11120 West Kellogg St.
The Mysterious Rhinestone Cowboy. The Original Outlaw. The Legend.
Born in Akron, Ohio, US, Coe lived a troubled youth, spending much of his time in and out of various youth correctional facilities. Having befriended each other in prison, it is thought that Coe was inspired to pursue a career in music by Screamin’ Jay Hawkins, with the pair thought to have written songs together whilst behind bars. Upon release from a prison term, Coe took heed of Hawkins’ advice and travelled to Nashville to begin a career in music, where he caught the attention of Plantation Records, releasing his debut album “Penitentiary Blues” in 1970.
Coe became one of the most desired songwriters in the Nashville scene, writing hit songs for artists such as Billie Joe Spears’ 1972 song “Souvenirs and California Mem’rys” and Tanya Tucker’s number one hit in 1973, “Would You Lay With Me (in a field of stone). Despite this success, he had not managed to forge a path with his own career as a solo artist, remaining an underground talent, unable to break into the mainstream charts. Although in 1975, his second record, “Once upon a Rhyme, “ featured the number ten hit of his cover of Steve Goodman’s and John Prine’s “You Never Even Called Me By My Name.”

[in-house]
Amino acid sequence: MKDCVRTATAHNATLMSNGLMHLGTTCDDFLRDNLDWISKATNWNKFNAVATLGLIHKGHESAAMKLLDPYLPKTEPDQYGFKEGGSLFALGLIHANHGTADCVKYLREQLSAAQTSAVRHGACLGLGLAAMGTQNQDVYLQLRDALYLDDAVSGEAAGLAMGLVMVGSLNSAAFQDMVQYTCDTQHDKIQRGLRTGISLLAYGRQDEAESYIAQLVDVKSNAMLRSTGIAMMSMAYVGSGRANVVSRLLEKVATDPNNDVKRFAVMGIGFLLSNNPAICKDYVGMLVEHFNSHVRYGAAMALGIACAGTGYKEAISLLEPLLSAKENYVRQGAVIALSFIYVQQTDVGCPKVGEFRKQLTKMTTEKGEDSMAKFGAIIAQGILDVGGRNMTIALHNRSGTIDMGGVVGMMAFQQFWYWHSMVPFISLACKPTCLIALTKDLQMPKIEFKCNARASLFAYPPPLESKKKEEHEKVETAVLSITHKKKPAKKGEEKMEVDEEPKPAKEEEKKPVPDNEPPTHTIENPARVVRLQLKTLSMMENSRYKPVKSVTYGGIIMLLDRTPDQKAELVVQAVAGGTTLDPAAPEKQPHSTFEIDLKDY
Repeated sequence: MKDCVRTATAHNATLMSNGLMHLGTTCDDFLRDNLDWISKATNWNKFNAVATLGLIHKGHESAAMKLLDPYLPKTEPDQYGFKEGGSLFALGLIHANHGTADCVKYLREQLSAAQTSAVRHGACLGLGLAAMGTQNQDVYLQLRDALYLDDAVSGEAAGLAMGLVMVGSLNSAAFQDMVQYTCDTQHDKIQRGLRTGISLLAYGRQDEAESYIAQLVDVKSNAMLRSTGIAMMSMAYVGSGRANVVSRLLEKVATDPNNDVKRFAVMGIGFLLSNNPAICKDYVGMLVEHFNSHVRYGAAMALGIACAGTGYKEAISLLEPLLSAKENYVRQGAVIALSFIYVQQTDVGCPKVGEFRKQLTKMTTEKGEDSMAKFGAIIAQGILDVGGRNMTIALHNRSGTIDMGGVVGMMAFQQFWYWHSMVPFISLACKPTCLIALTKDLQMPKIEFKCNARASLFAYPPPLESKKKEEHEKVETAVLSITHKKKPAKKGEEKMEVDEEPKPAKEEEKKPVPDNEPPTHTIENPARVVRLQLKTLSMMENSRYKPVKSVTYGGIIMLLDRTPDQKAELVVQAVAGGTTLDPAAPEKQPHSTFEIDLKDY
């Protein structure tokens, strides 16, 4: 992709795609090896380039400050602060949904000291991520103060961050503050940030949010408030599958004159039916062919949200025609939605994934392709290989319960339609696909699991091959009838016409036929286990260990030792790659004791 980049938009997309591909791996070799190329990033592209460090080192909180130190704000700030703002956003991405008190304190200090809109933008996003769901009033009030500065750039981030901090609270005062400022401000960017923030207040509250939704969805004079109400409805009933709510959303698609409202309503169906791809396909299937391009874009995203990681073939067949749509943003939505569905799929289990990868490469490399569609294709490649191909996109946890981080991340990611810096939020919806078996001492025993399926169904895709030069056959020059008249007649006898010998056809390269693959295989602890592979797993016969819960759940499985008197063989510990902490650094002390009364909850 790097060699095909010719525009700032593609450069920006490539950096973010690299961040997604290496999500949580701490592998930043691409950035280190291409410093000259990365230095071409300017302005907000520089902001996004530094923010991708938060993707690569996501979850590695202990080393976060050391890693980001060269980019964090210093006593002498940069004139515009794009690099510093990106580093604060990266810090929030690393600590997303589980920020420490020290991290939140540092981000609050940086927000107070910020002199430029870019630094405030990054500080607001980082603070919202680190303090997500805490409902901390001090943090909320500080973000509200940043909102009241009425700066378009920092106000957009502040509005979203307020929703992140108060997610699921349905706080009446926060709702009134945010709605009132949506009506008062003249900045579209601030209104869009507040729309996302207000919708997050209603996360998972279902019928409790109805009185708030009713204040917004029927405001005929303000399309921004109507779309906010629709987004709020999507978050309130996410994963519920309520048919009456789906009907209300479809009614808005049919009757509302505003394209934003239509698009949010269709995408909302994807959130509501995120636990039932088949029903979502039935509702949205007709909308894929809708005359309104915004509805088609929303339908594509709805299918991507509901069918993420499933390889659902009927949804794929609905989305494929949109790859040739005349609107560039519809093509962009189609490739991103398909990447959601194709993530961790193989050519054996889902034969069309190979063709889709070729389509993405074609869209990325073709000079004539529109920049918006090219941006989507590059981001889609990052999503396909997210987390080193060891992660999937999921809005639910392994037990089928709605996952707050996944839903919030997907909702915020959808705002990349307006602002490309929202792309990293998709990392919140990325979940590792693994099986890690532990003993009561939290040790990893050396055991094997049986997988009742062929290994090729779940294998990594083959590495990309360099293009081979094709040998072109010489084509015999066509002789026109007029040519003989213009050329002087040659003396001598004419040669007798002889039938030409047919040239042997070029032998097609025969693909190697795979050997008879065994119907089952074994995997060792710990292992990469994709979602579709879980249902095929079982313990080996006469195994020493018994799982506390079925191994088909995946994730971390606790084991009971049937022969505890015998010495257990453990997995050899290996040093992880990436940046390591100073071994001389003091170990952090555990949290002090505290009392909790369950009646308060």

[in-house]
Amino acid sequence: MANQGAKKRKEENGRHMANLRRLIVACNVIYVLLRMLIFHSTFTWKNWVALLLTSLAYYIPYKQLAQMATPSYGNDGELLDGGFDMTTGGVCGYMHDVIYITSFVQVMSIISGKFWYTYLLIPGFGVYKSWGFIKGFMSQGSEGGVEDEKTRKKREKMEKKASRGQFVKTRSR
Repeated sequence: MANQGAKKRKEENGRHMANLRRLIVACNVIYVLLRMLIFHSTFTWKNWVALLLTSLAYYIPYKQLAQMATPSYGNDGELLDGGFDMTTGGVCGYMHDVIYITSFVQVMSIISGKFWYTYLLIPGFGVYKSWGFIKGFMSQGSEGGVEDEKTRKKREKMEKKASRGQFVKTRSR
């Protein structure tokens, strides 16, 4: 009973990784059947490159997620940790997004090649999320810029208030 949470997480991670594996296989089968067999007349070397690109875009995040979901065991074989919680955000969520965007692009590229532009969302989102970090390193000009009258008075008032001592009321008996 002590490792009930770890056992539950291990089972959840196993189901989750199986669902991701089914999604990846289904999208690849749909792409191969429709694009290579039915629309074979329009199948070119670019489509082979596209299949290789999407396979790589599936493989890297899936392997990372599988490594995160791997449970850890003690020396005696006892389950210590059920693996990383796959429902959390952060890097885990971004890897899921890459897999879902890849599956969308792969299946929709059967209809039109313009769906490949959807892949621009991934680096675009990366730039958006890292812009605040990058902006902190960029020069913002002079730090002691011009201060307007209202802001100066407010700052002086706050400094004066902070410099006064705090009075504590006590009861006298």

Moving to Key West,Florida, US, Coe independently released two albums, the comedy inspired “Nothing Sacred” (1978) and his controversial “Underground Album” (1982). Coe again enjoyed chart success in the 1980s, with his hit songs “The Ride” (1983) and “Mona Lisa Lost Her Smile” (1984). Since the 90s, Coe has being involved in a number of collaborative efforts, most notably “Rebel Meets Rebel,” a joint effort by Coe and Dimebag Darell and his brother Vinnie Paul alongside Rex Brown, a pioneering work fusing country with metal.
As a talented songwriter and charismatic performer, Coe has garnered legendary status in the world of country music, alongside his wild tales and behaviour. His lyrics have spurred controversy, featuring frequent profanities, tales of drug use and sexually explicit material, gaining him the title of the ‘outlaw’s outlaw.’ With his throaty baritone and dirty grooves, Coe’s honky-tonk country certainly sounds pretty badass.